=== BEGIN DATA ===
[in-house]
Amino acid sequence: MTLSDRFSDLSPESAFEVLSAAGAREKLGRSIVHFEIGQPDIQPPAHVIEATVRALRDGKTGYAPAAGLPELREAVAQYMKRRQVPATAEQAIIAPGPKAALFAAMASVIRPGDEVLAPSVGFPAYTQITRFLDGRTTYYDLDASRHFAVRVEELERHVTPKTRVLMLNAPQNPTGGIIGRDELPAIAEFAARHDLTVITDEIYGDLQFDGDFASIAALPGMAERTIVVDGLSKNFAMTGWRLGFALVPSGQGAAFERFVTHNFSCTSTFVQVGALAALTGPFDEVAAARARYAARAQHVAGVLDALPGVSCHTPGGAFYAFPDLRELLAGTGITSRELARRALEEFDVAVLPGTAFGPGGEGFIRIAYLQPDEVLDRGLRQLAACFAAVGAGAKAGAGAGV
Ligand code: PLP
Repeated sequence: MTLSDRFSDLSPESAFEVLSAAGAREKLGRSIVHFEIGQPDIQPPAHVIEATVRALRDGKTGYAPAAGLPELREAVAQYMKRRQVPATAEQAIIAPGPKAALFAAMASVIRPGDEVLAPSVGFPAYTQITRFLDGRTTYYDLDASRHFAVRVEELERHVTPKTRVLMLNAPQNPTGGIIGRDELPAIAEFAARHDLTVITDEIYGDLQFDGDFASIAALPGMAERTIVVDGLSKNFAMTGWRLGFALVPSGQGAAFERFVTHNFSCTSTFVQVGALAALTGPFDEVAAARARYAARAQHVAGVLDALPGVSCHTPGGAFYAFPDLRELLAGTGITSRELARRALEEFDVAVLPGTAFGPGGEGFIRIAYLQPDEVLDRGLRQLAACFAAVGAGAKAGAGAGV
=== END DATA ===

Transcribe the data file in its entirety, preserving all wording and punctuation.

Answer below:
[in-house]
Amino acid sequence: MTLSDRFSDLSPESAFEVLSAAGAREKLGRSIVHFEIGQPDIQPPAHVIEATVRALRDGKTGYAPAAGLPELREAVAQYMKRRQVPATAEQAIIAPGPKAALFAAMASVIRPGDEVLAPSVGFPAYTQITRFLDGRTTYYDLDASRHFAVRVEELERHVTPKTRVLMLNAPQNPTGGIIGRDELPAIAEFAARHDLTVITDEIYGDLQFDGDFASIAALPGMAERTIVVDGLSKNFAMTGWRLGFALVPSGQGAAFERFVTHNFSCTSTFVQVGALAALTGPFDEVAAARARYAARAQHVAGVLDALPGVSCHTPGGAFYAFPDLRELLAGTGITSRELARRALEEFDVAVLPGTAFGPGGEGFIRIAYLQPDEVLDRGLRQLAACFAAVGAGAKAGAGAGV
Ligand code: PLP
Repeated sequence: MTLSDRFSDLSPESAFEVLSAAGAREKLGRSIVHFEIGQPDIQPPAHVIEATVRALRDGKTGYAPAAGLPELREAVAQYMKRRQVPATAEQAIIAPGPKAALFAAMASVIRPGDEVLAPSVGFPAYTQITRFLDGRTTYYDLDASRHFAVRVEELERHVTPKTRVLMLNAPQNPTGGIIGRDELPAIAEFAARHDLTVITDEIYGDLQFDGDFASIAALPGMAERTIVVDGLSKNFAMTGWRLGFALVPSGQGAAFERFVTHNFSCTSTFVQVGALAALTGPFDEVAAARARYAARAQHVAGVLDALPGVSCHTPGGAFYAFPDLRELLAGTGITSRELARRALEEFDVAVLPGTAFGPGGEGFIRIAYLQPDEVLDRGLRQLAACFAAVGAGAKAGAGAGV